High IQ linked to political and sexual behavior, study shows
CNN news/ 2-27-10The study looked at a large sample from the National Longitudinal Study of Adolescent Health (Add Health), which began with adolescents in grades 7-12 in the United States during the 1994-95 school year. The participants were interviewed as 18- to 28-year-olds from 2001 to 2002. The study also looked at the General Social Survey, another cross-national data collection source.
A new study has found that political, religious and sexual behaviors may be reflections of intelligence, CNN reports.
Satoshi Kanazawa is an evolutionary psychologist at the the London School of Economics and Political Science; he has done a study correlating data on these behaviors with IQ.
Drawing from a large national U.S. sample, his findings showed that on average, people who identified as liberal and atheist had higher IQs.
(Not really a surprise, is it? Critical thinking tends to go with high IQ: One sees through traditional arguments. However, high IQ now seems to be prone to seeing through political correctness policy generated by the left!)
This applied also to sexual exclusivity in men, but not in women: Again, this may point to going against the traditional wisdom, which would go in opposite directions for the respective genders.
The findings are set for publication this March 2010, in the month's issue of Social Psychology Quarterly.
The report stresses that the IQ differences are statistically significant-- on the order of 6 to 11 points -- but not in any sense stunning, and that data should not be used to stereotype.
Identifying with ideology would appear to be a greater factor than IQ per se, although experience will show that reading and exploring and discussing ideas - a mark of high IQ - would then form ideology and identity.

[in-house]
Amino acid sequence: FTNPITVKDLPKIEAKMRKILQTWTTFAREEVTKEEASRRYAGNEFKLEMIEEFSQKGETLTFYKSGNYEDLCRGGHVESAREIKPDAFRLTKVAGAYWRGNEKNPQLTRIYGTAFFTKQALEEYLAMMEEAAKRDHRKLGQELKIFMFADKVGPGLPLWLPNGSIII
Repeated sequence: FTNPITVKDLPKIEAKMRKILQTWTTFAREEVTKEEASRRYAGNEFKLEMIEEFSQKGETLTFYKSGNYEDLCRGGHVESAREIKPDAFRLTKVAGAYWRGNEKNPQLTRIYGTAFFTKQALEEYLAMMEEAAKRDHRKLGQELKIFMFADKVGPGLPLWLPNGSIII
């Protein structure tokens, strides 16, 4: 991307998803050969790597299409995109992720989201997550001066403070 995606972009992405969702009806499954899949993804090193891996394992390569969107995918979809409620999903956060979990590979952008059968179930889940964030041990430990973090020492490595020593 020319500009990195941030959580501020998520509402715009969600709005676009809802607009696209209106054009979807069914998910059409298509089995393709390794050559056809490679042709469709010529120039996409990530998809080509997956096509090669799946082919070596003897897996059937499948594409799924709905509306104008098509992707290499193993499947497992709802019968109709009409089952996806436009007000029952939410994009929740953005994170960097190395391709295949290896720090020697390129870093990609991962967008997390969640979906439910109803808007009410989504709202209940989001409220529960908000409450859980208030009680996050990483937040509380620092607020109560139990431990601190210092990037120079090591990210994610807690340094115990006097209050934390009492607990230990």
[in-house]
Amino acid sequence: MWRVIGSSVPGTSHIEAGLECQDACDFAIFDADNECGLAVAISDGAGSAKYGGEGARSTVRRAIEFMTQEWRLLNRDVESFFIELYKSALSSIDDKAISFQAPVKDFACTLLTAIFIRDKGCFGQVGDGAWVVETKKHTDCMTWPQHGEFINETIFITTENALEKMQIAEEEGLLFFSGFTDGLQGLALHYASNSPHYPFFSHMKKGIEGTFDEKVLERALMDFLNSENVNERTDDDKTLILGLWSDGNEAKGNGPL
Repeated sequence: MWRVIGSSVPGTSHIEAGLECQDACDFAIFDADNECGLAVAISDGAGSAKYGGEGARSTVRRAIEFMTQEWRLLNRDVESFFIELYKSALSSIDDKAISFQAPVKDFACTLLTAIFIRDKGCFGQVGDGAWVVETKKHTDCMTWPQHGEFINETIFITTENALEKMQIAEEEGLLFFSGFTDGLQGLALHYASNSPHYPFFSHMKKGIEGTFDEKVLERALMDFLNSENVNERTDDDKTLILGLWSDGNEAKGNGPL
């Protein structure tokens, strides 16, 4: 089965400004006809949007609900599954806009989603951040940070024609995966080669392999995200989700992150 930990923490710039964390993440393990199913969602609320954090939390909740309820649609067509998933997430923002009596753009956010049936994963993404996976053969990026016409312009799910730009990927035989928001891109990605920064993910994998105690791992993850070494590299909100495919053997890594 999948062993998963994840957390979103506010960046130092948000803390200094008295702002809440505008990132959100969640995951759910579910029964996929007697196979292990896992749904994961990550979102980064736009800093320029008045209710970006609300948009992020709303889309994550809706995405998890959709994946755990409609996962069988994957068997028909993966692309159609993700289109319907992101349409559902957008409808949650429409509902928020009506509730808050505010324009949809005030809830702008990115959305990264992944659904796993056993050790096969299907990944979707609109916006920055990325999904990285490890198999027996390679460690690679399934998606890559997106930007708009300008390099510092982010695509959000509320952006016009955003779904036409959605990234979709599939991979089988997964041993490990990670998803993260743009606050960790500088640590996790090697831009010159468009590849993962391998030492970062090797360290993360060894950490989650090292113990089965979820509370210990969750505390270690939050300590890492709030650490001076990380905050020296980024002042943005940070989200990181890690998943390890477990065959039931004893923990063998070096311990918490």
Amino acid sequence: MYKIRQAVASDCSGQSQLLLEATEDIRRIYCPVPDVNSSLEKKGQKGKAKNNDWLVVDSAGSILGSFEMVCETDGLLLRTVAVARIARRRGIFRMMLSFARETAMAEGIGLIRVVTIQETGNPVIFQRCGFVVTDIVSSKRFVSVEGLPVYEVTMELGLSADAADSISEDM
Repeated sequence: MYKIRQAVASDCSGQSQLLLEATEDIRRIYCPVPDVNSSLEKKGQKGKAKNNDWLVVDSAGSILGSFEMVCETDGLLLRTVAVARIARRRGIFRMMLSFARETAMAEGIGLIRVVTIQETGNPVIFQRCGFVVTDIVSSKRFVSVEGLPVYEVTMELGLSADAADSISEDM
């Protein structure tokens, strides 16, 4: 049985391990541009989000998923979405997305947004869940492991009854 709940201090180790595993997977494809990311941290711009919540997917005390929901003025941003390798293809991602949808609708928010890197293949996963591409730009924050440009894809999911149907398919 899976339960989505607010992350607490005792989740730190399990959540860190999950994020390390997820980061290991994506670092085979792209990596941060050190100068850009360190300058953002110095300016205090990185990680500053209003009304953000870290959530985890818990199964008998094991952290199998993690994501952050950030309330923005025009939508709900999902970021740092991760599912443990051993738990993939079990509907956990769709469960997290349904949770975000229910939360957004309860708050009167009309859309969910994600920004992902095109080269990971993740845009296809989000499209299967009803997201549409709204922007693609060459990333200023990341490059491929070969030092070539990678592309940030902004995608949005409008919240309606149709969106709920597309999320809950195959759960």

Evolutionary novel and innovative moves did not benefit our ancestry, but may benefit us now, and are linked with progression and high IQ. Of course, as in the case of much political correctness, this has its dark side, the opinion of this author.
A Professor Bailey of George Washington University remarked also said that these preferences may stem from a desire to show superiority or elitism, which also has to do with IQ: Aligning oneself with "unconventional" philosophies such as liberalism or atheism may be a manner of signaling that one is "above the herd".
Kanazawa did not find that higher or lower intelligence predicted sexual exclusivity in women. This makes sense, because having one partner has always been advantageous to women, even thousands of years ago, meaning exclusivity is not a "new" preference.
For men, on the other hand, sexual exclusivity goes against the grain evolutionarily. With a goal of spreading genes, early men had multiple mates. Since women had to spend nine months being pregnant, and additional years caring for very young children, it made sense for them to want a steady mate to provide them resources.
Religion, the current theory goes, did not help people survive or reproduce necessarily, but goes along the lines of helping people to be paranoid, Kanazawa said. Assuming that, for example, a noise in the distance is a signal of a threat helped early humans to prepare in case of danger.
"It helps life to be paranoid, and because humans are paranoid, they become more religious, and they see the hands of God everywhere," Kanazawa said.
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